Catholic Bishops Prepare To Penalize Backsliding American Politicians

The Roman Catholic bishops are considering penalizing American politicians who fail to sufficiently toe the line on issues such as abortion and gay marriage.

U.S. church leaders have yet to decide what the penalties will be, but they could include bans on speaking at Catholic institutions, denial of the sacraments and even excommunication.

"I get tired of hearing Catholic politicians say, 'I am personally opposed to abortion,' or whatever, 'but I can't impose my moral standards on everybody else,'" said Bishop Joseph A. Galante of Dallas at a meeting of the U.S. Conference of Catholic Bishops in Washington, D.C.. "That's a weaseling-out."

During a meeting in November, the bishops formed a new task force to study the issue of how to deal with straying Catholic politicians. The group will be headed by Cardinal Theodore W. McCarrick of Washington, D.C.

McCarrick said Catholic lawmakers have an obligation to "oppose any law that attacks human life. For them, as for every Catholic, it is impossible to promote such laws or to vote for them."

The church's announcement is seen as having strong political overtones. Three of the nine candidates seeking the Democratic presidential nomination are Catholics and all three U.S. Sen. John F. Kerry, U.S. Rep. Dennis Kucinich and retired Gen. Wesley Clark are pro-choice on reproductive rights. (Clark often attends Presbyterian services but says he still considers himself Catholic.)

Other prominent pro-choice Catholics in office include House Minority Leader Nancy Pelosi (D-Calif.), U.S. Sen. Ted Kennedy (D-Mass.) and California Gov. Arnold Schwarzenegger (R).

It remains to be seen how aggressive individual bishops would be if a crackdown is ordered but some are clearly ready to go. Last April, Bishop Robert Carlson of Sioux Falls, S.D., sent a letter to U.S. Sen. Tom Daschle, who is pro-choice, asking him to stop calling himself a Catholic, and several church leaders have already banned pro-choice Catholics from the pulpit.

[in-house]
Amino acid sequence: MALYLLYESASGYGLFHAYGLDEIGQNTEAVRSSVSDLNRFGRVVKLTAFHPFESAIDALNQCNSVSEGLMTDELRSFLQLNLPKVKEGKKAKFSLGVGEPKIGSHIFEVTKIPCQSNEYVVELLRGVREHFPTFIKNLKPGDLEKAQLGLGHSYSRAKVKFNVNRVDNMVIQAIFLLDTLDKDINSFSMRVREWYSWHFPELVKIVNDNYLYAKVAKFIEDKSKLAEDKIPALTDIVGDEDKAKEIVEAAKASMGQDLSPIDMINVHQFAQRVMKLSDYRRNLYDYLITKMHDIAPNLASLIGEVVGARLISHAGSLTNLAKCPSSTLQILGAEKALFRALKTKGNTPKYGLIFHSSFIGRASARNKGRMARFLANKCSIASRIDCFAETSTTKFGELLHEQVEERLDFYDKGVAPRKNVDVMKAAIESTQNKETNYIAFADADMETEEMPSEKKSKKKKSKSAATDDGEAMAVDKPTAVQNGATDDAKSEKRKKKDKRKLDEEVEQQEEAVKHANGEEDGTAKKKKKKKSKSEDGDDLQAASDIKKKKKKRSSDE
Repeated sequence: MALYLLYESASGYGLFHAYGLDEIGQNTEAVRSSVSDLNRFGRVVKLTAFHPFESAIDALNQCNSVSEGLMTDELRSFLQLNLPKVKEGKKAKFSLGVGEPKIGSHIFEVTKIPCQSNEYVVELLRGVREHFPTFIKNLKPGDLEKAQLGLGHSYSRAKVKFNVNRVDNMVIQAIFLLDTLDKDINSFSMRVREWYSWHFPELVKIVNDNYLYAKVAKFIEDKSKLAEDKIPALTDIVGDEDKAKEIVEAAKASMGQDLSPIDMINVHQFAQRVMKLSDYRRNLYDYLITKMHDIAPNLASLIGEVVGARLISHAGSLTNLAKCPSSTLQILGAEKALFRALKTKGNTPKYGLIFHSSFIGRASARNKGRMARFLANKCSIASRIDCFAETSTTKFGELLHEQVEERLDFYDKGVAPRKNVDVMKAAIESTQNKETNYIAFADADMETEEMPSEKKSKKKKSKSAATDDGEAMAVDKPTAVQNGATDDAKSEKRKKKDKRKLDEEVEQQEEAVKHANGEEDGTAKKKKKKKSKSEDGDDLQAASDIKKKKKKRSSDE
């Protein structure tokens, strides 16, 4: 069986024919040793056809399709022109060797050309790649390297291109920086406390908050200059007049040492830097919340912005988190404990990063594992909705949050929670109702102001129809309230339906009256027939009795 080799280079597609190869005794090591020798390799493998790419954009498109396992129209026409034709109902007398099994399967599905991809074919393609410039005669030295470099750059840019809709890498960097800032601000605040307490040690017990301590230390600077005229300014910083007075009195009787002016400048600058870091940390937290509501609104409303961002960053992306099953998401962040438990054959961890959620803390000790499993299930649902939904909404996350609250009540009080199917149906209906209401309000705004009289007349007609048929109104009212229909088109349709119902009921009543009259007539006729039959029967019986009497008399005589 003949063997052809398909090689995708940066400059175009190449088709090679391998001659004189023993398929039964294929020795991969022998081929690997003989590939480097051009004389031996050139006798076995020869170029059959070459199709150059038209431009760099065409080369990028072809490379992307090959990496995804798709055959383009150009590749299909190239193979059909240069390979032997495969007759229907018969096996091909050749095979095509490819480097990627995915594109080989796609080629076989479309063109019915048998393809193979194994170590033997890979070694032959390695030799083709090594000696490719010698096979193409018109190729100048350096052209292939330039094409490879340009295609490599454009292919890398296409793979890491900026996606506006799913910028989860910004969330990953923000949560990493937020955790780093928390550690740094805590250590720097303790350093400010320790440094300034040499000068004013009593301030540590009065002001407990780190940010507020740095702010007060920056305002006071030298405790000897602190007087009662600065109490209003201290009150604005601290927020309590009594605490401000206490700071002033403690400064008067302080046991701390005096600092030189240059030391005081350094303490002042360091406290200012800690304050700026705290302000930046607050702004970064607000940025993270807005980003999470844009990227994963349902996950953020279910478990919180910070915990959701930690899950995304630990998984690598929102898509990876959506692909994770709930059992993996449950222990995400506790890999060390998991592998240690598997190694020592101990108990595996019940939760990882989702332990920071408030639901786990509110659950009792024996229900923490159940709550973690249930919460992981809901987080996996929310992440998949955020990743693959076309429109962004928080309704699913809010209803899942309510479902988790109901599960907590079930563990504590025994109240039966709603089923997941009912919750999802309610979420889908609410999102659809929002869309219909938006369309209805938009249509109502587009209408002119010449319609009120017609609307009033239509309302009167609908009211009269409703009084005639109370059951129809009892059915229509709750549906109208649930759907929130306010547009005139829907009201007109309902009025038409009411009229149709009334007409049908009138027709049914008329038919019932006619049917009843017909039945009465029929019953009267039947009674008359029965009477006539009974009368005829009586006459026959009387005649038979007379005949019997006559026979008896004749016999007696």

Some critics said the bishops were being hypocritical in their choice of issues, noting that church leaders complain when pro-choice Catholics vote to uphold abortion rights but rarely say anything when conservative Catholic officeholders vote in favor of the death penalty, even though the church opposes capital punishment in most instances.

Detractors also pointed out that the bishops were holding Catholic politicians to a higher standard than the rest of the American church. Public opinion polls have shown that most American Catholics are pro-choice. The Los Angeles Times also reported recently that 88 percent of U.S. Catholics believe using birth control is morally acceptable, and 67 percent believe premarital sex is permissible.

The bishops have been feeling pressure over the issue from outside groups. Last year, the American Life League, an extreme anti-abortion group composed primarily of ultra-conservative Catholics, released a list of pro-choice Catholic lawmakers in Congress and in state legislatures.

"We ask the bishops to engage these people, make clear why this is not acceptable and give them a chance to repent," ALL's Erik Whittington told The Washington Times. "Because they are so public, they could lead large numbers of Catholics to believe this is acceptable."